Sequestration will have no effect on the drawdown in Afghanistan, the chairman of the Joint Chiefs of Staff said April 6.
[Sequestration] is an avalanche, not a light switch,î Army Gen. Martin E. Dempsey said in a round-table discussion with members of the press traveling with him on his trip to Afghanistan.
The avalanche started March 1, he said, and is building momentum. ìWeíre consuming readiness without building it, because we are taking the money that we would normally have used to build readiness of units that might deploy a year from now and weíve had to apply it into our wartime operations,î Dempsey said. Additionally, the chairman said, the department is supporting commitments on the Korean Peninsula and the Persian Gulf.
ìWhen you fence that off and fully fund it – and you have to fence it off, weíve got young men and women out there in harmís way and they will always be fully funded – when you do that, though, the risk you take begins to accrue,î Dempsey said.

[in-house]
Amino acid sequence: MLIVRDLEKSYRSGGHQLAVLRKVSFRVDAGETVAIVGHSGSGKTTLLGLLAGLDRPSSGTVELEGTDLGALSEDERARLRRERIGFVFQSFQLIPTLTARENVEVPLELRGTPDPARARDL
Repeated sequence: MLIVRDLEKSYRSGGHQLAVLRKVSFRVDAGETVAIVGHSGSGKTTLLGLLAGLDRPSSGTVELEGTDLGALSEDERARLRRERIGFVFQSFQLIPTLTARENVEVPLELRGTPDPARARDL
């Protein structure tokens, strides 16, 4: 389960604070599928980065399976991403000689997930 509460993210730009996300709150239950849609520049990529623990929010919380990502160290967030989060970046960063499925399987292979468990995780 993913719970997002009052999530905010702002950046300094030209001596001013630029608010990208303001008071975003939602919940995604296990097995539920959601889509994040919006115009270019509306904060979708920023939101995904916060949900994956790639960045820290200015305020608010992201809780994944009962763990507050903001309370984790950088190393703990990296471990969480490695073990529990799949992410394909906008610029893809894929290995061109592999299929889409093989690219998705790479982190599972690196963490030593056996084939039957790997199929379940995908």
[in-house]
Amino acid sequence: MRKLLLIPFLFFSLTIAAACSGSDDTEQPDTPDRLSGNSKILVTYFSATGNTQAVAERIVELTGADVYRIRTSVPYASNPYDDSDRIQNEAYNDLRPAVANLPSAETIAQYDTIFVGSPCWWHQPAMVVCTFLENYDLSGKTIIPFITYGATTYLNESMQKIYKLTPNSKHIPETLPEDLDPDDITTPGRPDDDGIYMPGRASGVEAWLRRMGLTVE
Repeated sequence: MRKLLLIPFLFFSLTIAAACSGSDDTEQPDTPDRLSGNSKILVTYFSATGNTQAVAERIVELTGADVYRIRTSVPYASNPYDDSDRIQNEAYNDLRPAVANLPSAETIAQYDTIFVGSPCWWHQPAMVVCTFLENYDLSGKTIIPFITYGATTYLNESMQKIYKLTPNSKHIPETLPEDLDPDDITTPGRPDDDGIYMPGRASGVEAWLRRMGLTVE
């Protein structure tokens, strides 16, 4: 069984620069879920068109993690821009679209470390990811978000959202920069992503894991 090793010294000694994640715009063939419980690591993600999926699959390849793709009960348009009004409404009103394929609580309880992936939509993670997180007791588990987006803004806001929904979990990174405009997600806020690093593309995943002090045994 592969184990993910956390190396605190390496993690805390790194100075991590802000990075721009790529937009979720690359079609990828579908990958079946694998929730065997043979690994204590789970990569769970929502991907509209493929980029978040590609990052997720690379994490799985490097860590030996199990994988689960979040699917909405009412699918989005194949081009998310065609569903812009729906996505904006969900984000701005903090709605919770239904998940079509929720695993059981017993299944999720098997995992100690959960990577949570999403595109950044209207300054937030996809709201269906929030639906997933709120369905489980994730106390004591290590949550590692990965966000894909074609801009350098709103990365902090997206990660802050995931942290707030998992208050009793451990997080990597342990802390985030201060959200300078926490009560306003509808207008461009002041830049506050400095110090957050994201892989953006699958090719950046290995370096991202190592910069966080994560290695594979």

By 2014 the department will face medium-term problems in maintaining readiness, he said. ìThe problems weíve got are multiplying and will multiply over time,î Dempsey added.
We will always do what we have to do to protect the nation and its interests, the chairman said. For example, he continued, the theater air defense system recently placed in Guam was costly, ìbut it never crossed our mind not to do it because we wanted to save the money.
ìMoney is not a factor when our national interests are threatened,î he said, ìbut readiness is something that has to be sustained over time.î The cost of requalifying certain service members, like pilots, due to interruptions to training can actually cost more than the training itself would have, the chairman noted.
ìThe one thing that I would never do – and I know [Defense] Secretary [Chuck] Hagel feels the same way – is weíre never going to deploy a service man or woman whoís not ready to deploy,î he said.
Sequestration is not a risk to our national security at present,î the chairman said.
But the uncertainty does make us less efficient [and] it sends a very negative message to our men and women who serve.
The department will get through the readiness challenge, he said, but the next challenge could be retention. Service members wonít stay in the military if they canít do their jobs, the chairman said.